SINGAPORE - A 74-year-old woman was suddenly forced to take care of her grandson, 20, after her son and daughter-in-law were jailed for drug offences.
When volunteers from Family and Inmates ThRoughcare Assistance Haven (Fitrah) - a programme launched in 2019 to support inmates, former offenders and their families - reached out to Madam M to offer support in April last year, she was initially hesitant.
Over a couple of months, as the volunteers helped her with her medical appointments, Madam M, who has mobility issues and suffers from chronic asthma, opened up to them.
Minister of State for Home Affairs Muhammad Faishal Ibrahim gave this example when speaking at the inaugural Malay/Muslim Organisations (MMO) rehabilitation network seminar on Monday (April 11).
Launched last November, the network consists of 37 organisations which work with the Ministry of Home Affairs, Singapore Prison Service and Central Narcotics Bureau to support Malay offenders, ex-offenders and their families during rehabilitation and reintegration into society.
"By being there for Madam M, the (volunteers) not only supported her, but also enabled her to provide the necessary support to her son, who was recently released from prison," said Associate Professor Faishal.
Speaking to the organisations' representatives at the event held at the MHA headquarters, Prof Faishal added: "This is something that we hope that each of you can achieve through your various programmes.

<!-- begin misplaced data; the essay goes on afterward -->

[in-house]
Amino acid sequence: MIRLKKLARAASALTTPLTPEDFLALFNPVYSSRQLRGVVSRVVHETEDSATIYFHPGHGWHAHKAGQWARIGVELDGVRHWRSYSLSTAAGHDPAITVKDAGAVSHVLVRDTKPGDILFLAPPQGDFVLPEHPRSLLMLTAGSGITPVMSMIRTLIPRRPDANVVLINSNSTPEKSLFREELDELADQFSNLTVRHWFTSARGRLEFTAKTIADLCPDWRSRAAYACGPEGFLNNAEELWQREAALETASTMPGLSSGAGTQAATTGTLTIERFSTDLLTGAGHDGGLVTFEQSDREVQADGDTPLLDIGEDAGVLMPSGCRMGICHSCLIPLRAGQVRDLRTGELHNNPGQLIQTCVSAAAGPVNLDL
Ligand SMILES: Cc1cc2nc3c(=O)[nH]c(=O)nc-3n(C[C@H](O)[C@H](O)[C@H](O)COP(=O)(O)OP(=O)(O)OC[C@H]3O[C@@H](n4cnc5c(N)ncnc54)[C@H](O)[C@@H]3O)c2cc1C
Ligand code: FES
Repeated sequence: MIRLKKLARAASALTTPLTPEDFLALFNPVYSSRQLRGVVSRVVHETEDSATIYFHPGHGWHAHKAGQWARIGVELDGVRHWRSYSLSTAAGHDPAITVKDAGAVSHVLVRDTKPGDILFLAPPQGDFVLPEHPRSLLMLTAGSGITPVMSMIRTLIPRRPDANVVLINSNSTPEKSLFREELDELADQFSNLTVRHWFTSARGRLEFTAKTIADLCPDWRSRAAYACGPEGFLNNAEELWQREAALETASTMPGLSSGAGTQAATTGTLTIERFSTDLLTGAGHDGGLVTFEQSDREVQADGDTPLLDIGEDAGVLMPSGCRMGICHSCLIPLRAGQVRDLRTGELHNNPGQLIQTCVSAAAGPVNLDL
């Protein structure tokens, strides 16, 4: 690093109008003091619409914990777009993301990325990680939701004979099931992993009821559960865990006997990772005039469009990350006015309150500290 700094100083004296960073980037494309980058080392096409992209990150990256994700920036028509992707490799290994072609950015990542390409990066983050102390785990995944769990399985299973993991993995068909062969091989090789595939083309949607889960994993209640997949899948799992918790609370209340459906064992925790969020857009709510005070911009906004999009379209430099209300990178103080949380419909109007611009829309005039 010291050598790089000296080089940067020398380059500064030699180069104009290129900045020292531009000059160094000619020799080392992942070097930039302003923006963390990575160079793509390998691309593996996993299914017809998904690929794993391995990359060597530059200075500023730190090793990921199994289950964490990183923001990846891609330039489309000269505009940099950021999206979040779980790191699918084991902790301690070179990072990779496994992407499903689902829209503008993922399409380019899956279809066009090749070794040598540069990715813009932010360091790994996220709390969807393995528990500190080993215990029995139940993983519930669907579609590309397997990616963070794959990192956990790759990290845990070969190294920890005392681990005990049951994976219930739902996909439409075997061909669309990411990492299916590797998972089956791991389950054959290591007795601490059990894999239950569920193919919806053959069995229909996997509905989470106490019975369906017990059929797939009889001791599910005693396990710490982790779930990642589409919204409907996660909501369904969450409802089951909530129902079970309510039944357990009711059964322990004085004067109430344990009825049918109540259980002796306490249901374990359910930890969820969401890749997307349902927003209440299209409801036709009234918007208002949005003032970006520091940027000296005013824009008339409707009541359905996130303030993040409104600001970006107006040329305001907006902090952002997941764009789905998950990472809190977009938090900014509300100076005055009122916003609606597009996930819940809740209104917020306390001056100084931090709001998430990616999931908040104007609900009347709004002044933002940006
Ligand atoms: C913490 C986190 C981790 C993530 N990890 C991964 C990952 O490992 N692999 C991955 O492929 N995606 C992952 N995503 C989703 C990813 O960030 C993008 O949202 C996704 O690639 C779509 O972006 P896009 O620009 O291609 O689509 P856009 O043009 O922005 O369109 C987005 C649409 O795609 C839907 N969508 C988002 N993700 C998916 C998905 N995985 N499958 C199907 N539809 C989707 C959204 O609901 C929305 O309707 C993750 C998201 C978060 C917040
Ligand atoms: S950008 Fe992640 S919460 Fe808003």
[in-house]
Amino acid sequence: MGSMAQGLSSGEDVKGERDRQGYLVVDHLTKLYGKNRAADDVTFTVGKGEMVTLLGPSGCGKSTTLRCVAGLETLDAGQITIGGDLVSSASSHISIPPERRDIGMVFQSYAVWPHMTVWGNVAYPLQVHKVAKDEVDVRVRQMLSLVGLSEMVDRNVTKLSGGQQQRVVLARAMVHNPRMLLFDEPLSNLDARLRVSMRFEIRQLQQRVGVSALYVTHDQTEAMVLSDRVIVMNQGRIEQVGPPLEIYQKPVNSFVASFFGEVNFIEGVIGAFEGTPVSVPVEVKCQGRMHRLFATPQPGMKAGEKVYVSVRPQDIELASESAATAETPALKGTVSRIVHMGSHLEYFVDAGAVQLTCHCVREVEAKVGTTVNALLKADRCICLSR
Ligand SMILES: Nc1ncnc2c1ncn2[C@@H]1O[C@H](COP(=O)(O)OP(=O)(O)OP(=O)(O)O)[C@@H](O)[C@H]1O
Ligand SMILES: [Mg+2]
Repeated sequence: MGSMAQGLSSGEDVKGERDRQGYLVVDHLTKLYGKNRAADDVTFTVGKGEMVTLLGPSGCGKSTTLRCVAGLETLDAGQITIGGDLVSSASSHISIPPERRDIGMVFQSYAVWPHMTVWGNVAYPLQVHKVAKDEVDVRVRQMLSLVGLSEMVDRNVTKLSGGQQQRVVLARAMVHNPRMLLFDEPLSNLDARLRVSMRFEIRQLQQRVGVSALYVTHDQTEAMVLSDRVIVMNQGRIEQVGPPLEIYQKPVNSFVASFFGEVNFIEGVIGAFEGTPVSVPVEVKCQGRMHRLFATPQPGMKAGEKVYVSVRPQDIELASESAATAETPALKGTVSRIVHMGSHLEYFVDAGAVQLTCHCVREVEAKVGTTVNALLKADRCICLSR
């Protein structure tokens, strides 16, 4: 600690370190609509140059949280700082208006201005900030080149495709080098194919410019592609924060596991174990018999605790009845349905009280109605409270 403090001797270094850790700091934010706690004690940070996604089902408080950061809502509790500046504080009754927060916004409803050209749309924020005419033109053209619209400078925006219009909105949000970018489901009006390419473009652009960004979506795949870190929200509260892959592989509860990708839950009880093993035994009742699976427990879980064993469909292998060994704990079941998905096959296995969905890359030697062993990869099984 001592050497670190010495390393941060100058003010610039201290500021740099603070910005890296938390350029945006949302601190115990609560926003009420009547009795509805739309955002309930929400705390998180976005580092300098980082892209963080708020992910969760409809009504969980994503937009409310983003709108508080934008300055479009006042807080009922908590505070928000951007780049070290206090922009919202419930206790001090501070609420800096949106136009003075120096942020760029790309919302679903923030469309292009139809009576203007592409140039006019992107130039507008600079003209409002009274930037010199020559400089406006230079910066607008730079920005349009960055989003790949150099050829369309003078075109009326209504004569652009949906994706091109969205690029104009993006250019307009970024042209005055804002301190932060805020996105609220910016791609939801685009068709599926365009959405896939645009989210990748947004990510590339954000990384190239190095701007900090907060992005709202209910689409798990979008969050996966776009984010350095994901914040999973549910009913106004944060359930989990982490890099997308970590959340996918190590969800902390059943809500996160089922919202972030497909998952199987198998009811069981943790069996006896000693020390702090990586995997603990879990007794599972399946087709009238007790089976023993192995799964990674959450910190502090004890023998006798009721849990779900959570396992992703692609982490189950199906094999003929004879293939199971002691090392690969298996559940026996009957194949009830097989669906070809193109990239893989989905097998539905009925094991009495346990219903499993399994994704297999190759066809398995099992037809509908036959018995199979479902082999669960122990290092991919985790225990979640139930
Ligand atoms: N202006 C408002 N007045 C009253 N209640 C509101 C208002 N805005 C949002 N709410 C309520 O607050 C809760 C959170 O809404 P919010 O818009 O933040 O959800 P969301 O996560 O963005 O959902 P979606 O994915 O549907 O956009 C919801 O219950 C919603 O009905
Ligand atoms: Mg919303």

"At the MMO rehabilitation network launch last year, we shared that we wanted to achieve greater collaboration and synergy amongst the different community partners so that we can provide better support to the offenders, ex-offenders, and their families."
This new network is important as the 26 MMOs and 11 M3 towns under it can link up to better help families such as Madam M's.
M3@Town is an initiative under the M3 programme - a tie-up between Mendaki, the Islamic Religious Council of Singapore and the People's Association Malay Activity Executive Committees Council - to serve the community.
In his address, Prof Faishal noted that the number of drug abusers arrested last year dropped by 11 per cent to 2,724, and that the number of Malay abusers last year dropped by about 15 per cent to 1,279.
He also noted that the recidivism rates for the local inmate population within two years of release are at their lowest in 30 years.
"Such encouraging statistics could not have come about without the strong collaboration and teamwork between the Government and community partners like yourselves," he told the organisations, adding that more collaborations among the various organisations under the network are encouraged to better support to ex-offenders and their families.
Mr Muhammad Asyraf Mustaffa, 28, who has worked at Majulah Community - a non-profit youth organisation and one of the organisations under the new network - for three years, said the network allows organisations to tap on one another for support.
He told The Straits Times: "We had the chance to meet with those who work at Assyakirin Mosque, which holds programmes to help those facing family violence. But they may require more training or understanding of how to connect with youth who are under such programmes, so that's where we can help."
"The formation of this network helps us connect with the organisations that are working towards the same causes. Through this, we can get the demographic of the youths who require the most support, which then allows us to shape our programmes to better help them," he said.